I often meet shareholders considering selling their businesses who have not carried out any pre-sale planning. Unfortunately shareholders often realise too late that they could have increased the value of their business and improved its saleability if action had been taken beforehand.
So why is sale planning so important?
For shareholders to maximise value and subsequently the sale proceeds, a business has to be performing strongly and have growth potential at the time it is sold. There is no magic formula which specifies the time is right to sell, however a key driver is almost always its trading performance.
Can it ever be too early to start contemplating how you will exit your business?
A higher value is normally placed on a business when sales and profits are growing and when the growth is expected to continue, this is typically true whether the interested parties are trade buyers, private equity funders or venture capitalists.
Profitable historic trading and growing sales alone though do not make a business saleable if there are major issues, threats or risks attached to it. Early planning to identify, address or mitigate any such issues (e.g. weak second tier management team, heavy reliance on key customers or the exiting shareholder, inadequate management systems and controls) always stands shareholders in good stead. If issues are tackled in advance, shareholders will be well placed to contemplate a sale of their business at the point when its trading performance is strong and a potential purchaser can have confidence this will continue under their ownership.
Does having advisers engaged ahead of a sale make things easier when the time is right to seek an exit?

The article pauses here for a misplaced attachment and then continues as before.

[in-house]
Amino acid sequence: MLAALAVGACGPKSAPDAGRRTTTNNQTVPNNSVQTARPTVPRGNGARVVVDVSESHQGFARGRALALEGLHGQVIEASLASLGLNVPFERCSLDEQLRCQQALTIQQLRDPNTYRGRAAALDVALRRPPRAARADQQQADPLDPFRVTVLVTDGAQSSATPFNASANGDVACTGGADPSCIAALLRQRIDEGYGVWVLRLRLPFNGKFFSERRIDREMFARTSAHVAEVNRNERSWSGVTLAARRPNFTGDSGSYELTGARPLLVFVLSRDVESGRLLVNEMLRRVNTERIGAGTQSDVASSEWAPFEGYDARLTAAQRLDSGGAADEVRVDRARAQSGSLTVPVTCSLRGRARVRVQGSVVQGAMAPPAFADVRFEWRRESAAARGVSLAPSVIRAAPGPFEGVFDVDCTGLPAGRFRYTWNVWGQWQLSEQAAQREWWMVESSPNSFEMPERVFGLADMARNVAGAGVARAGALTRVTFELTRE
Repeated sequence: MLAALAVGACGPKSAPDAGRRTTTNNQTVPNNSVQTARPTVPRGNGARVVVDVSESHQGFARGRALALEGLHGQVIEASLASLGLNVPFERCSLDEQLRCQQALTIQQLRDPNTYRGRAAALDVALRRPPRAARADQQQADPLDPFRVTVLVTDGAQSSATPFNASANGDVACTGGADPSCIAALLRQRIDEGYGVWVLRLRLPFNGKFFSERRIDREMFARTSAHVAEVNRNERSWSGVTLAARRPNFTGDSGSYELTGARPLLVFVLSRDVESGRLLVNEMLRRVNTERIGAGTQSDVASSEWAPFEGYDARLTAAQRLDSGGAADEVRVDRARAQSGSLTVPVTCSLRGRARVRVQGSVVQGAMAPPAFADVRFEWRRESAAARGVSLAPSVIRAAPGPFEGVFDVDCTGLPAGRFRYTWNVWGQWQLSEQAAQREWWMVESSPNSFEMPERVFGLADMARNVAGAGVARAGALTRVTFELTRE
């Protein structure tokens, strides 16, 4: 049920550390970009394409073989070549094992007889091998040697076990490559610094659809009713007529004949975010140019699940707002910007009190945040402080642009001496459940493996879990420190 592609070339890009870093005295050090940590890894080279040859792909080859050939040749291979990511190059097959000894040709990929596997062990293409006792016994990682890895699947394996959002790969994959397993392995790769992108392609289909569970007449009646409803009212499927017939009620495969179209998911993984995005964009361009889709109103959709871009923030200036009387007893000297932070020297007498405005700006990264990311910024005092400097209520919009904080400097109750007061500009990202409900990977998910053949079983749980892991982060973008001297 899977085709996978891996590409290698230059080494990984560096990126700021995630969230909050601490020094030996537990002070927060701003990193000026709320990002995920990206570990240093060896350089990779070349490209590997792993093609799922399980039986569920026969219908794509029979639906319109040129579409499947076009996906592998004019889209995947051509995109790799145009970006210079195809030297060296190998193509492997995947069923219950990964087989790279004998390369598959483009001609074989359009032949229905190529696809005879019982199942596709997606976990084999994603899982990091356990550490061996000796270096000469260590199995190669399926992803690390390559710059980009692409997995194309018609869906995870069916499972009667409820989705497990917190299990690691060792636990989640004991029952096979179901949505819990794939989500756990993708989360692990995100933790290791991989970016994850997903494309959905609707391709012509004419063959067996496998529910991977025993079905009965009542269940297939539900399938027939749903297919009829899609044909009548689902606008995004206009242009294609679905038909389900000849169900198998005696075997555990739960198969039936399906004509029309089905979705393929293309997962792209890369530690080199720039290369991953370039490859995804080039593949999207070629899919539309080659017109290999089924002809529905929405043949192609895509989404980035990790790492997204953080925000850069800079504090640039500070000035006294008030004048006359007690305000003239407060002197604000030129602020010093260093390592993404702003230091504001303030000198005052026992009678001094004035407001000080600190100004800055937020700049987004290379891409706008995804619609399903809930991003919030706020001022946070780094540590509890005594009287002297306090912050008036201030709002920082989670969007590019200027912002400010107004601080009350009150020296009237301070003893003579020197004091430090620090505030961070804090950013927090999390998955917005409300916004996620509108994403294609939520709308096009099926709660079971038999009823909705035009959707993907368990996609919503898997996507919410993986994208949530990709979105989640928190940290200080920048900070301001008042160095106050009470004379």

Shareholders busy working in the business can often be so involved with its day to day running that they don’t see the bigger picture. Consequently, unless advice is sought, they may be unaware of the significance of issues on the value of the business or the increase to the capital value that could arise from pursuing opportunities to increase sales and profitability.
As with most things in life, timing is critical when considering an exit. By being prepared and having an exit plan, shareholders are more likely to be well placed should general or specific market events mean that timing is right to achieve a premium exit.
Irrespective of when you wish to sell your business you should always keep an eye on your eventual exit and make sure that the decisions you take in the years leading up to that point are consistent with your ultimate goal.
I think that one of the best pieces of advice we give to shareholders is to be sold, don’t be bought – own the process by being prepared for it, and the best way to do this is to engage with an experienced corporate finance adviser to help with each step of the process.
Chris Summerscales, Head of Origination & Research, Seneca Partners